As home prices and interest rates rise, those hoping to buy are increasingly hoping something dramatic will happen.
With home prices and mortgage rates soaring from last year, it’s no surprise that homes are becoming unaffordable for many prospective buyers.
The median existing-home sales price hit $416,000 in June, jumping 13.4% from a year earlier, according to the National Association of Realtors (NAR) That represents 124 straight months of year-over-year increases, the longest streak on record.
And the 30-year fixed mortgage rate averaged 5.22% in the week ended Aug. 11, up sharply from 2.87% a year ago, according to Freddie Mac.
“Home prices have increased at a pace that far exceeds wage gains, especially for low- and middle-income workers,” NAR Chief Economist Lawrence Yun said in a statement.
As for affordability numbers, the monthly mortgage payment on a typical existing single-family home with a 20% down payment jumped to $1,841 in the second quarter, says the NAR.
That’s an increase of $444 – or 32% – from the first quarter of this year and $612 – or 50% – from a year ago. Families typically spent 24.3% of their income on mortgage payments, up from 18.7% in the first quarter and 16.9% a year earlier.
It’s a rough time to be a first-time buyer. For a typical starter home valued at $351,500 with a 10% down payment loan, the monthly mortgage payment rose to $1,810 in the second quarter, up $433 (or 31%) from the first quarter. That’s also up $597 (or 49%) from a year earlier.
First-time buyers typically spent 36.8% of their family income on mortgage payments, up from 28.7% in the first quarter. A mortgage is considered unaffordable if the monthly payment (principal plus interest) exceeds 25% of the family’s income, according to NAR.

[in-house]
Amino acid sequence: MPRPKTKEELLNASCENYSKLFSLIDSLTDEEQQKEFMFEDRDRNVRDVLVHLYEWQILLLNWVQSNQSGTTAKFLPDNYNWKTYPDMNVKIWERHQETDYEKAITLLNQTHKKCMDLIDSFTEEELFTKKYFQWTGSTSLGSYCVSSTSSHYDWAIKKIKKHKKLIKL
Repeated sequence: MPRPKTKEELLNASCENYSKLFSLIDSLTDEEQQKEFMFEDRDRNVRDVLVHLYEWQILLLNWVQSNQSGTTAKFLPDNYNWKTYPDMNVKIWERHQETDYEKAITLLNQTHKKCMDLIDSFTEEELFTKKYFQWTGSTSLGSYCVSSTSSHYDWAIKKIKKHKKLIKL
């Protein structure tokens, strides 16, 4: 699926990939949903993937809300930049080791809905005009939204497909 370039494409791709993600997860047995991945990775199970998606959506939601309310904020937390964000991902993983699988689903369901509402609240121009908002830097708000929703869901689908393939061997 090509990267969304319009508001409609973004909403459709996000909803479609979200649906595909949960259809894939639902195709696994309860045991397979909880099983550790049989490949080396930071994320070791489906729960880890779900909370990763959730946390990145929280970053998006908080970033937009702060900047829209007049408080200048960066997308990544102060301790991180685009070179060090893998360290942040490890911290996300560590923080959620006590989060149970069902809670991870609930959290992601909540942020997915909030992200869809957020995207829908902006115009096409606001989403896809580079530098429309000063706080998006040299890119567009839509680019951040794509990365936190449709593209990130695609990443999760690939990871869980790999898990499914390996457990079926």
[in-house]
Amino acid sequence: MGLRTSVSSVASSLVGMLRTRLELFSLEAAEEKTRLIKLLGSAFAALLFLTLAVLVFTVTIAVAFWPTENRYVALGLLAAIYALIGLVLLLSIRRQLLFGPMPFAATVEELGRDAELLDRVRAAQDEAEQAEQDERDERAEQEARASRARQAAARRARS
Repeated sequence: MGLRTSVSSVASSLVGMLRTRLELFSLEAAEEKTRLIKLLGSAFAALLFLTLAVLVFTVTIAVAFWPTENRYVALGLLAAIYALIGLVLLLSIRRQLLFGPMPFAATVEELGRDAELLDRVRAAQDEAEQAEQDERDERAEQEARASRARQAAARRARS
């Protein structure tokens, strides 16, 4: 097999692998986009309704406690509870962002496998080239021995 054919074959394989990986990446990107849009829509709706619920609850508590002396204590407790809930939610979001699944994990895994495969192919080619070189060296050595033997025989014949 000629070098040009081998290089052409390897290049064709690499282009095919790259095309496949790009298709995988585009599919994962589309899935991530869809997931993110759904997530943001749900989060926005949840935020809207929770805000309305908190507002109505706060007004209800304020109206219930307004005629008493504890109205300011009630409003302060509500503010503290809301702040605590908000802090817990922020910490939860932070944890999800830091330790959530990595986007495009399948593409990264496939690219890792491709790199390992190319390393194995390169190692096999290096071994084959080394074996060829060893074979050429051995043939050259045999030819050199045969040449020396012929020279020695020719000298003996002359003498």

The Silver Linings
On the bright side, with home-sales-price appreciation decelerating a bit and home sales falling, “prospective buyers are being granted a small measure of welcomed relief,” Yun said.
The median existing-home price rose 14.2% in the second quarter from a year ago. That’s modestly slower than the 15.4% increase in the first quarter. Existing home sales dropped to a two-year low in June.
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In addition, “the recent dips in mortgage rates will bring additional buyers to market, especially in those places where home prices are still relatively affordable and where jobs are being added,” Yun said.
The Aug. 11, 30-year fixed mortgage rate of 5.22% represents a decline from 5.54% in the week ended July 21.
In other real estate news, 78% of Americans expect a housing-market crash, according to a study by Consumer Affairs, a consumer information service. And it may surprise you that 63% of those surveyed want a housing crash.
Perhaps that’s because 75% of respondents said they plan to buy a home if the market crashes. On average, they said they have $29,504 socked away to purchase one.